California lawmakers introduce bill to tax 'extreme wealth,' proposing new 1.5% tax on state's billionaires
California国会议员introduced legislation to impose new taxes on the state's richest people.
- The longshot bill wouldhit households worth $50 million+, with a higher rate for billionaires.
A group of Democratic lawmakers in California proposed a new
Thebill, introduced by Assemblymember Alex Lee of San Jose, would affect all households with net worths of more than $50 million with a 1% annual wealth tax.
It has a second, higher rate of 1.5% for households worth more than $1 billion.
The tax is especially far-reaching for targeting accumulated wealth rather than income.
The tax would raise more than $22 billion a year in state revenue, according to ananalysisby professors at UC Berkeley and UC Davis.
However, the bill is unlikely to pass given the current dynamics in the California legislature.
Lee tried to introduce nearly identical legislation last year, but it failed to make it to a committee hearing at the time. Other efforts to introduce similar legislation have also failed.
Even if enough lawmakers backed it, the bill would also need special approval from voters in order to get round California's tax-rate limit of 0.4%.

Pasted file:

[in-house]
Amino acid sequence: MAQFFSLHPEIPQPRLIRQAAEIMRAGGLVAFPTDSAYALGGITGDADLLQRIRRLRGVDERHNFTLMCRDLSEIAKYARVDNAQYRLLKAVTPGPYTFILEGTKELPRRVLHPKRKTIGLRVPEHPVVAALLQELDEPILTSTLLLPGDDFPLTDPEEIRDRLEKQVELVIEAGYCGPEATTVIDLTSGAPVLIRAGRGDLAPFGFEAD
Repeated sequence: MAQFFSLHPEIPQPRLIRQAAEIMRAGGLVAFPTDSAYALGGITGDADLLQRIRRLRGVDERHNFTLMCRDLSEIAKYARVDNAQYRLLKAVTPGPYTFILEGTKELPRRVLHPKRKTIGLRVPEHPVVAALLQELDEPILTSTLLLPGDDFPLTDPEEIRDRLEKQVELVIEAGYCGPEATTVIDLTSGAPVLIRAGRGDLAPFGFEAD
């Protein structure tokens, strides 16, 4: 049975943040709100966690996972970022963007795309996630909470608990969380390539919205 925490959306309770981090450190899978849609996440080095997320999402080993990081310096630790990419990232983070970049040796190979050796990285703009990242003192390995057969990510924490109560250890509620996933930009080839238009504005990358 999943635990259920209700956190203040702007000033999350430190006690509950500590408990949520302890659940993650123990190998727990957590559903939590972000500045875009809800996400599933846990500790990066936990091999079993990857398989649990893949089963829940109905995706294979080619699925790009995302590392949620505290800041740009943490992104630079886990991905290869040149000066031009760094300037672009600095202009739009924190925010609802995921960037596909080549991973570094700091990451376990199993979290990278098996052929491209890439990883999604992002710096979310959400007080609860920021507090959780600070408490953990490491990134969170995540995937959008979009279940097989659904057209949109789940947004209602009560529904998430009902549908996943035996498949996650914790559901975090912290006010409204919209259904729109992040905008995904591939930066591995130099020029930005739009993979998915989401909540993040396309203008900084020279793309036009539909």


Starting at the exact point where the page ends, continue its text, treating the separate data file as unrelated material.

California is home to the most billionaires in the US. Critics of the bill fear it could chase them away.
Elon Musk,ranked by Forbes as the world's richest person, last year moved Tesla's headquarters from Palo Alto to Texas, where taxes are lower.
Lee pushed back against that assertion in a statement on Wednesday cited byFox 5.
He said: "While some say California is driving away higher-income residents, the opposite is true – we've actually been losing lower and middle-income residents that are being priced out while continuing to gain higher-income residents."
"With a tax on the ultra-wealthy who pay a lower effective tax rate than the bottom 99%, we can invest in our schools, tackle homelessness, expand needed services, and much more."
If it passes, the bill would come into effect in 2023 for billionaires and in 2025 for those with net worths of more than $50 million.
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